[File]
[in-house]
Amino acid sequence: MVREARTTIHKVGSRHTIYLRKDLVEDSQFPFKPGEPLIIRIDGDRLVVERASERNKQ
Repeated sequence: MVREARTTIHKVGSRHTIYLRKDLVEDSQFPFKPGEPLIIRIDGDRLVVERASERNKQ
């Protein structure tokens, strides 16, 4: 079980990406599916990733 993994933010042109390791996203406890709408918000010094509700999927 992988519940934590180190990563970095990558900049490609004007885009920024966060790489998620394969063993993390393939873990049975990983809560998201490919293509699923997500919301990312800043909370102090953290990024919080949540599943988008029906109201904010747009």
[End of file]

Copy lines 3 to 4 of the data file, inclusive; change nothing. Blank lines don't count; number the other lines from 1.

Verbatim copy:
Repeated sequence: MVREARTTIHKVGSRHTIYLRKDLVEDSQFPFKPGEPLIIRIDGDRLVVERASERNKQ
């Protein structure tokens, strides 16, 4: 079980990406599916990733 993994933010042109390791996203406890709408918000010094509700999927 992988519940934590180190990563970095990558900049490609004007885009920024966060790489998620394969063993993390393939873990049975990983809560998201490919293509699923997500919301990312800043909370102090953290990024919080949540599943988008029906109201904010747009």